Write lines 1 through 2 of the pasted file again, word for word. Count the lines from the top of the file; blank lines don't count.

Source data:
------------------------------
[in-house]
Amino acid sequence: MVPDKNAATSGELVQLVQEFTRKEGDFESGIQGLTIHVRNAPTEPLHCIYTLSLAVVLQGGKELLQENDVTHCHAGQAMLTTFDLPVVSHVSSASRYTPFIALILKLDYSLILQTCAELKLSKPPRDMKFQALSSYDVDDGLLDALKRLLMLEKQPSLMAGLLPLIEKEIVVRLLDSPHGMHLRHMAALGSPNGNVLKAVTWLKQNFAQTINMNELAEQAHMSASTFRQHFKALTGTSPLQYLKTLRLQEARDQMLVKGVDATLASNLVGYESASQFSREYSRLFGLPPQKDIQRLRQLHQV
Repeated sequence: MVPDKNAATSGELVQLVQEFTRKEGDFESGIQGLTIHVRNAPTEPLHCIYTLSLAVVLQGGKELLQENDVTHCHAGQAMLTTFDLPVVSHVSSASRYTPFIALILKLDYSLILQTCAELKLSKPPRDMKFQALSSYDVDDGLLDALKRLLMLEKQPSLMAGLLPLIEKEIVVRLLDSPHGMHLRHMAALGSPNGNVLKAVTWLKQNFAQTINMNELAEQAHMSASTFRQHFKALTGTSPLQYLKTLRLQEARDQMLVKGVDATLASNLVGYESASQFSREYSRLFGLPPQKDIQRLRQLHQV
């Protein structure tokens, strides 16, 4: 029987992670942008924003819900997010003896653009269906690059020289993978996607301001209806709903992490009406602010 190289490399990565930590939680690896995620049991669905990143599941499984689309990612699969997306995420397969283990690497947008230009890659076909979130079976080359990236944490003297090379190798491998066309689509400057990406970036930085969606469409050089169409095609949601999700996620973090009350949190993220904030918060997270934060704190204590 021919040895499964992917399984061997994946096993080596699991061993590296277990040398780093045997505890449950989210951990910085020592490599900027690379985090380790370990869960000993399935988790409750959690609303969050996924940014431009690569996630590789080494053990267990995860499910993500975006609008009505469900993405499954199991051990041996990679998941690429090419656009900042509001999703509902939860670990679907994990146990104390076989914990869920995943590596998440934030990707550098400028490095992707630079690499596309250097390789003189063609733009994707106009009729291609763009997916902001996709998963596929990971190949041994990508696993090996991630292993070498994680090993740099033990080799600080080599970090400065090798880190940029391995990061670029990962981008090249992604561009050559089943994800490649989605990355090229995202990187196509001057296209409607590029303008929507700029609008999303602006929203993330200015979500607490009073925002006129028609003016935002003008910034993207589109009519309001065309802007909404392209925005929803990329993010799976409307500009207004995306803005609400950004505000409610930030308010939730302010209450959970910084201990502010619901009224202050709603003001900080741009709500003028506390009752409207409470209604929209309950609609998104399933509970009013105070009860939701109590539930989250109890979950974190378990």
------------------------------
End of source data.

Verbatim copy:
[in-house]
Amino acid sequence: MVPDKNAATSGELVQLVQEFTRKEGDFESGIQGLTIHVRNAPTEPLHCIYTLSLAVVLQGGKELLQENDVTHCHAGQAMLTTFDLPVVSHVSSASRYTPFIALILKLDYSLILQTCAELKLSKPPRDMKFQALSSYDVDDGLLDALKRLLMLEKQPSLMAGLLPLIEKEIVVRLLDSPHGMHLRHMAALGSPNGNVLKAVTWLKQNFAQTINMNELAEQAHMSASTFRQHFKALTGTSPLQYLKTLRLQEARDQMLVKGVDATLASNLVGYESASQFSREYSRLFGLPPQKDIQRLRQLHQV